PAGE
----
The August Library of Congress Digital Preservation Newsletter is now available: Included in this issue: Digital Preservation 2014: It’s a Thing Preserving Born Digital News LOLCats and Libraries with Amanda Brennan Digital Preservation Questions and Answers End-of-Life Care for Aging, Fragile CDs Education Program updates Interviews with Henry Jenkins and Trevor Blank More on Digital […]

National Geospatial Advisory Committee: The Shape of Geo to Come

Back in late June I attended the National Geospatial Advisory Committee (NGAC) meeting here in DC. NGAC is a Federal Advisory Committee sponsored by the Department of the Interior under the Federal Advisory Committee Act. The committee is composed of (mostly) non-federal representatives from all sectors of the geospatial community and features very high profile […]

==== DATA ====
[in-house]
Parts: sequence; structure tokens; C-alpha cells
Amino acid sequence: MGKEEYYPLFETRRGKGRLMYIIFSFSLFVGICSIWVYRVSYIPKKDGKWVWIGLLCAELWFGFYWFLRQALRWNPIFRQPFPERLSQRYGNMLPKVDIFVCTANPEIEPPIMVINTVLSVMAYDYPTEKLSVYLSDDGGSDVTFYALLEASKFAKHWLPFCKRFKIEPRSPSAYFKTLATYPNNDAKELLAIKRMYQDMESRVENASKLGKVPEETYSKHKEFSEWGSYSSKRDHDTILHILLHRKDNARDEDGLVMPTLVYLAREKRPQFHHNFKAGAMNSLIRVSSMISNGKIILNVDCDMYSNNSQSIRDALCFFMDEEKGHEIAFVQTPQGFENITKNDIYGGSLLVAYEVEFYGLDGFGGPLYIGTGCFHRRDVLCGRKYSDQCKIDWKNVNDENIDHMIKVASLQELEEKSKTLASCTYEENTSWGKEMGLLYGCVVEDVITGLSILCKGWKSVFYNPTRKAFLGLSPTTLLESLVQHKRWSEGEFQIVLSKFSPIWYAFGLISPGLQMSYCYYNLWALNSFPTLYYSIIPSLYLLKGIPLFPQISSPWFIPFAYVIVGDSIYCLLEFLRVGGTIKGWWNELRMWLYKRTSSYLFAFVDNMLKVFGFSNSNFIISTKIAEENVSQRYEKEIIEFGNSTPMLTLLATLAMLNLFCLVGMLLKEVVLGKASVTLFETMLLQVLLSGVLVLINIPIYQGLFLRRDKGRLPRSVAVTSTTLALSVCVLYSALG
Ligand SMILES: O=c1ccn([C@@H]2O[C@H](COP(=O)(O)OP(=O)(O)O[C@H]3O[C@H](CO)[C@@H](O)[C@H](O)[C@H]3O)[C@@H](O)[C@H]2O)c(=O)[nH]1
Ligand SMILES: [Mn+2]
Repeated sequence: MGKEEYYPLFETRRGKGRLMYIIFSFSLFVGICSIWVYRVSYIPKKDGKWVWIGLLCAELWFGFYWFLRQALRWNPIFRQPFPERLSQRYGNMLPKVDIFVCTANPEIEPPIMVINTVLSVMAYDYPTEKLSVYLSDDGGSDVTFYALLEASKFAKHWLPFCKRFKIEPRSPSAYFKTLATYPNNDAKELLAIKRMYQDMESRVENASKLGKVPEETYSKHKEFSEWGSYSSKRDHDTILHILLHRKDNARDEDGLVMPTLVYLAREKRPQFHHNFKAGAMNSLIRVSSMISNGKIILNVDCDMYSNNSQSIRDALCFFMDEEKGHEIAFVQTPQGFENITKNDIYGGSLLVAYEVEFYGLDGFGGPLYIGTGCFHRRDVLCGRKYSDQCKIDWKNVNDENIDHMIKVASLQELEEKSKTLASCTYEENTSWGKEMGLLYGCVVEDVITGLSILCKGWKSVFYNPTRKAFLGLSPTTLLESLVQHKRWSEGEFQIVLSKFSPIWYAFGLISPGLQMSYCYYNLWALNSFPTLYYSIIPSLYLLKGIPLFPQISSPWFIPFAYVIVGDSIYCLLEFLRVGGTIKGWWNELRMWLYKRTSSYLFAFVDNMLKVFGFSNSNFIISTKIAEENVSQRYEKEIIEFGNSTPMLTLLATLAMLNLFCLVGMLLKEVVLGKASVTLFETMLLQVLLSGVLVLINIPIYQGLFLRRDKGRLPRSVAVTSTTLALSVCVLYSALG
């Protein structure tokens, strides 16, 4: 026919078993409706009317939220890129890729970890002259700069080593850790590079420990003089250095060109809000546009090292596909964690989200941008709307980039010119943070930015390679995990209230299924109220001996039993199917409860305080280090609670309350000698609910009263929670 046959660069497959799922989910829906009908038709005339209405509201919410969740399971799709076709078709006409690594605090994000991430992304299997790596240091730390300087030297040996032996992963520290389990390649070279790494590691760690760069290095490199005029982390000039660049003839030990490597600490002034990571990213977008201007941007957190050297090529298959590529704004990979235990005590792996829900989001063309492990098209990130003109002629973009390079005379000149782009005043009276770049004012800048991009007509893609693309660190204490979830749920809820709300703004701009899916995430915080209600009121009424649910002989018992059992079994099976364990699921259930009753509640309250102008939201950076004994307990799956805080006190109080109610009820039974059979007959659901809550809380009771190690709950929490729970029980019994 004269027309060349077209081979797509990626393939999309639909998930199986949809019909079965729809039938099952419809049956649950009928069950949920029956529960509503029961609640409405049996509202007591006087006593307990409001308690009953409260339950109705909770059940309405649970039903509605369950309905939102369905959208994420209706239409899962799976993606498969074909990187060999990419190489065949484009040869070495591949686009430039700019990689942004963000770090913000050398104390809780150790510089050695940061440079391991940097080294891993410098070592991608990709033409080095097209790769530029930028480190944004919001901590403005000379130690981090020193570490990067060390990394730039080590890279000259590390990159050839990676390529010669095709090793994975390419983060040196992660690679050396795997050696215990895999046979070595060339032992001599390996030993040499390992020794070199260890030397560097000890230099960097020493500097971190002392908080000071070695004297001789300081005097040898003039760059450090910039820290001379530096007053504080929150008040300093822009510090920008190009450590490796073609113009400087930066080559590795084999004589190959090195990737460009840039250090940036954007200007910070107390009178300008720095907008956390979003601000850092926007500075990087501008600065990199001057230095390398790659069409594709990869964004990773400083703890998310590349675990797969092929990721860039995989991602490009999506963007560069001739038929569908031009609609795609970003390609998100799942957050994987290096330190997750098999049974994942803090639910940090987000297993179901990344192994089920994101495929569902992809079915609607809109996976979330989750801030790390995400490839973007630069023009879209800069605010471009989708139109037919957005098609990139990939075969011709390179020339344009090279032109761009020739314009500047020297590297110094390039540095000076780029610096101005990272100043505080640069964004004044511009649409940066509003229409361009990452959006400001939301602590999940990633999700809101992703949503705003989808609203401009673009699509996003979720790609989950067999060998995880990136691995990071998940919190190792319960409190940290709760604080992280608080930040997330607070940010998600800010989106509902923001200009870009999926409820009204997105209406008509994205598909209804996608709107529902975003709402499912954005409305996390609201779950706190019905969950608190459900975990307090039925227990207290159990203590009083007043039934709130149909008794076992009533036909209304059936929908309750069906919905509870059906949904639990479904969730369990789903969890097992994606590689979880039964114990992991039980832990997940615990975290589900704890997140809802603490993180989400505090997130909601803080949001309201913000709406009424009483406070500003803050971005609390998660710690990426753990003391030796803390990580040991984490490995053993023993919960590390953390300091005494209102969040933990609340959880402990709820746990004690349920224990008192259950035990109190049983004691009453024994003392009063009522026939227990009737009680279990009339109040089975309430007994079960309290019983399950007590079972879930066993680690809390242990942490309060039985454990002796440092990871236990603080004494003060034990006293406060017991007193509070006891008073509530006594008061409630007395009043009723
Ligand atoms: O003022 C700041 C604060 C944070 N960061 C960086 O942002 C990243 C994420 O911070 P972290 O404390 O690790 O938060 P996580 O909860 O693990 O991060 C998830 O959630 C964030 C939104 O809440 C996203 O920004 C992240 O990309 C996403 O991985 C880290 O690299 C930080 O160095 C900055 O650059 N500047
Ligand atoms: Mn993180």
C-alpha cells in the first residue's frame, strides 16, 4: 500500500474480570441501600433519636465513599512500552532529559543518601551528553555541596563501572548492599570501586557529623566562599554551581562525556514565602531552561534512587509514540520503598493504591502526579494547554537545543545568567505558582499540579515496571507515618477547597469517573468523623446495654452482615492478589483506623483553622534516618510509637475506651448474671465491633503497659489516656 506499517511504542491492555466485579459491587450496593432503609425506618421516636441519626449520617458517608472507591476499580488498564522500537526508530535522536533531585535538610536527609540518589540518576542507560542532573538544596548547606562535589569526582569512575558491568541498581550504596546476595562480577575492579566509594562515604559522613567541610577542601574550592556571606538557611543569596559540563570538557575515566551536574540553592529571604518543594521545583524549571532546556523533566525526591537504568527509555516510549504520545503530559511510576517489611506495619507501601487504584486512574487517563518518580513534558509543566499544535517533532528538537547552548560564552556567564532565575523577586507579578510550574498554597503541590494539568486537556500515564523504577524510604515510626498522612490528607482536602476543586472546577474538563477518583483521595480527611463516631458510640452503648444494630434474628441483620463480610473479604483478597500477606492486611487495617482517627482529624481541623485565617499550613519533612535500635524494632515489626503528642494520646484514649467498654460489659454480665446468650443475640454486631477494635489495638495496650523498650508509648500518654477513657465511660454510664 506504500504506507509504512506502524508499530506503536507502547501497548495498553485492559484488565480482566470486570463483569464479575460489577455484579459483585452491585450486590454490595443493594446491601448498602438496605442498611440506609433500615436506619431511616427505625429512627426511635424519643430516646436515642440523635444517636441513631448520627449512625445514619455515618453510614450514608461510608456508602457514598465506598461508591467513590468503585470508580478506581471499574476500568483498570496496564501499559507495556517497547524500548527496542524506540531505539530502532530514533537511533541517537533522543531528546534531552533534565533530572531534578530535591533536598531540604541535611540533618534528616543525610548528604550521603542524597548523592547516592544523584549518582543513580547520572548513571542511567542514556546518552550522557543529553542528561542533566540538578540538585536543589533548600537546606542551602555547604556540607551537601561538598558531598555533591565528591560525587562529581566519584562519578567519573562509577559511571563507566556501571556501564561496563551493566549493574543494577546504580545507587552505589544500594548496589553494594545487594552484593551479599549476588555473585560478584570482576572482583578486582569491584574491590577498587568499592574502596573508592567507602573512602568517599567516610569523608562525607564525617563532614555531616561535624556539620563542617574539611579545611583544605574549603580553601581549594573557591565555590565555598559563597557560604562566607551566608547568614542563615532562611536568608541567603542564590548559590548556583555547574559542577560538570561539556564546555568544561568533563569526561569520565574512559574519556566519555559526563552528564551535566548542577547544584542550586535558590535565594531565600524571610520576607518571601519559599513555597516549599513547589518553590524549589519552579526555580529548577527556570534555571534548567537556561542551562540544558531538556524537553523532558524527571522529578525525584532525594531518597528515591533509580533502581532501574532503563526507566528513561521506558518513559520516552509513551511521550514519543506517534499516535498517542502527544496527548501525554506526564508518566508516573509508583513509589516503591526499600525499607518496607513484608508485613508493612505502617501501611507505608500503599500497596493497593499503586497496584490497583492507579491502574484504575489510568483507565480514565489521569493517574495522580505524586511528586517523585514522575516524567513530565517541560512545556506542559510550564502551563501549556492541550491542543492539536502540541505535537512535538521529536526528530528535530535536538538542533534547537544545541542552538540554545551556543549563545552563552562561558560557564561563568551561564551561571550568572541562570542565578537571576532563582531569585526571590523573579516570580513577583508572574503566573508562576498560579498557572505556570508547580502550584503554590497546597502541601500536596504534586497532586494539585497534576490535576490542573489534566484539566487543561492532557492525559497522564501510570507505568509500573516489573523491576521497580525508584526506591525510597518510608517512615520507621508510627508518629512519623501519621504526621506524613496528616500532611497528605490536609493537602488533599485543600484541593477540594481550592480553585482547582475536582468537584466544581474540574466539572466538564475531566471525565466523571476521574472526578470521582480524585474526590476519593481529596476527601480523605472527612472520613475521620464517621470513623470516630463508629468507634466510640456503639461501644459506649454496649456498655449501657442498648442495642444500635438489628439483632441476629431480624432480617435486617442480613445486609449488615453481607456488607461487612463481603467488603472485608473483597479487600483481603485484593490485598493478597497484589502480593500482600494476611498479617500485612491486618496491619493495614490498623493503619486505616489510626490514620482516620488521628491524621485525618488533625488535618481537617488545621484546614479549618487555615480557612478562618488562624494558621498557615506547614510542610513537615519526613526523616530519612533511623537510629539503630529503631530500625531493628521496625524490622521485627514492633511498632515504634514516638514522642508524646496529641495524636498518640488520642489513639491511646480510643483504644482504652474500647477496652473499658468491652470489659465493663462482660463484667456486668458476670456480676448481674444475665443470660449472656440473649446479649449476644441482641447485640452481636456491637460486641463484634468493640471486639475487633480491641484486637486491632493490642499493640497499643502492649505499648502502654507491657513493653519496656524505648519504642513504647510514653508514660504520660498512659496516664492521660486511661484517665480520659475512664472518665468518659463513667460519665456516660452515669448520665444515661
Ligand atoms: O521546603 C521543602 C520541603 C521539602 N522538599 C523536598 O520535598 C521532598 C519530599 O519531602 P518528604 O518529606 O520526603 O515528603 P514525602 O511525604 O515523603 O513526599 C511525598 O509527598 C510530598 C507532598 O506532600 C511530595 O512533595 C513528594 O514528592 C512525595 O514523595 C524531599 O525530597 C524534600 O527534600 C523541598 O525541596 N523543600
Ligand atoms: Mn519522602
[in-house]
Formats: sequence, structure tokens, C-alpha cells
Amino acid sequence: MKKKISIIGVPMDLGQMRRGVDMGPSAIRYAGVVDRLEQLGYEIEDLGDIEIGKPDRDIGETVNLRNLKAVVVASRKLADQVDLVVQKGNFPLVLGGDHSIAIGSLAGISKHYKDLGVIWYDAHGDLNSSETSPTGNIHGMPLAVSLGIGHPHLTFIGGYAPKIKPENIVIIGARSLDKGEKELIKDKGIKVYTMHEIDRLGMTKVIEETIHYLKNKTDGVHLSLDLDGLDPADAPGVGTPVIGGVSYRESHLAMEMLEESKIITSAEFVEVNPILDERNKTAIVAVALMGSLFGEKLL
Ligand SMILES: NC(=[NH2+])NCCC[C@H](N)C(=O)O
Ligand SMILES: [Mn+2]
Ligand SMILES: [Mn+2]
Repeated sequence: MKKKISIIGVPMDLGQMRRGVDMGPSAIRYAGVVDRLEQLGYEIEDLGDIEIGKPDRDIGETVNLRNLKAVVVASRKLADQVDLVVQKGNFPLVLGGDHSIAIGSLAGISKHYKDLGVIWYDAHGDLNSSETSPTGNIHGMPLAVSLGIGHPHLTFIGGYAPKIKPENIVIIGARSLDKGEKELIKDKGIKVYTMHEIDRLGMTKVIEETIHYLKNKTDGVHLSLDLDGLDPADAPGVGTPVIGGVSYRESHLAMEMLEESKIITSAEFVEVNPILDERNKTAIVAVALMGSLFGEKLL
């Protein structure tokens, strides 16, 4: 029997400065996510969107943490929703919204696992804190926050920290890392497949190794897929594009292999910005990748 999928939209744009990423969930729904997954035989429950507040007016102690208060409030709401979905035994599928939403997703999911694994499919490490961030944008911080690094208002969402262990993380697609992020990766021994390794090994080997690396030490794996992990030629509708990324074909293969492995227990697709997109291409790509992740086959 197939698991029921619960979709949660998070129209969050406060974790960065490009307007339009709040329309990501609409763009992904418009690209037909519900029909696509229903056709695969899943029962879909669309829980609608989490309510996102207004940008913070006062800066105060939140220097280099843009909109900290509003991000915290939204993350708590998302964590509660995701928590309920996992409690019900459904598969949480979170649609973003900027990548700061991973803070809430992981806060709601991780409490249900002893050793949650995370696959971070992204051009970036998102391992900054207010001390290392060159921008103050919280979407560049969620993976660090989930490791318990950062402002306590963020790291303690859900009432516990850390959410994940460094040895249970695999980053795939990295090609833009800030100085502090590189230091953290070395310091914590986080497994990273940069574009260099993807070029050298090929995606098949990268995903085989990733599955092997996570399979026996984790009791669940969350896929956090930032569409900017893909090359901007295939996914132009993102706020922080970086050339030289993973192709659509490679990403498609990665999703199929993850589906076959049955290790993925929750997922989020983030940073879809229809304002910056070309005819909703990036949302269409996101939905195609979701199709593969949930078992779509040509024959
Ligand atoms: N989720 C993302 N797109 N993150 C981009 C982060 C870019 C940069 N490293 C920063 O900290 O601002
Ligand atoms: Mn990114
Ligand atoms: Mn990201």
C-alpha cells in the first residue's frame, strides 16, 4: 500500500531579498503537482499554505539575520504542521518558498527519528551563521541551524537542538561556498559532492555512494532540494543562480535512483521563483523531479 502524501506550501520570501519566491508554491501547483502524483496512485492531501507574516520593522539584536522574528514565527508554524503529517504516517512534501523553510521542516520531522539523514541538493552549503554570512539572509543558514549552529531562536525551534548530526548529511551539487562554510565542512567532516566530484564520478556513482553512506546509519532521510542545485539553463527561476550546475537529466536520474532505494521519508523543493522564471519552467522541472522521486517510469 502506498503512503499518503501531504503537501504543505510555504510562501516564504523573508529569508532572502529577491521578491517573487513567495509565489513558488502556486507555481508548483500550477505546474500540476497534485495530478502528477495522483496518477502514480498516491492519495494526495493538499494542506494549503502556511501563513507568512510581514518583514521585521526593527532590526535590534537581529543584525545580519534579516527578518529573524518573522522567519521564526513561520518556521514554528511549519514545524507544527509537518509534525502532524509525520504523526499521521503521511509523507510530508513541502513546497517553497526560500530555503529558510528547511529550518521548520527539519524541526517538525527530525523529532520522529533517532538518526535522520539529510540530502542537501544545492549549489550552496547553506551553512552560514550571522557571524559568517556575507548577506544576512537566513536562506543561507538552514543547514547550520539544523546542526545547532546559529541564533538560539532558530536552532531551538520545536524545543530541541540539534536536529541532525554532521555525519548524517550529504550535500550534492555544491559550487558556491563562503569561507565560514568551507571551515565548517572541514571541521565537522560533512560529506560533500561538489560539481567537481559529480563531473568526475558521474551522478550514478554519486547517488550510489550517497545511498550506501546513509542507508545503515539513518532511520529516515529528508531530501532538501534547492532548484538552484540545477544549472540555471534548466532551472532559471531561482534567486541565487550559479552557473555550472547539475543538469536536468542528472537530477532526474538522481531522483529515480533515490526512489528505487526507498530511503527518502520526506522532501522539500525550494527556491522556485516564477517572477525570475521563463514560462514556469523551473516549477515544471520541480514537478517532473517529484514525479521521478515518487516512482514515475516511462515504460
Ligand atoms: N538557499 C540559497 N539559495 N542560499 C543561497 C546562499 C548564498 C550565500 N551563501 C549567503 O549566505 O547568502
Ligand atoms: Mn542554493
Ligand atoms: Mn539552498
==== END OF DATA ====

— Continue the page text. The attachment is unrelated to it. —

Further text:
Digital Preservation 2014: It’s a Thing

“Digital preservation makes headlines now, seemingly routinely. And the work performed by the community gathered here is the bedrock underlying such high profile endeavors.” – Matt Kirschenbaum The annual Digital Preservation meeting, held each summer in Washington, DC, brings together experts in academia, government and the private and non-profit sectors to celebrate key work and […]

Digital Preservation 2014 in Three, Two, One…

And we’re off! Digital Preservation 2014 starts today and we’re really excited to welcome our colleagues from near and far to Washington DC this week for a full and packed program! Digital Preservation 2014, the annual meeting of the National Digital Information Infrastructure and Preservation Program and the National Digital Stewardship Alliance, provides opportunities to […]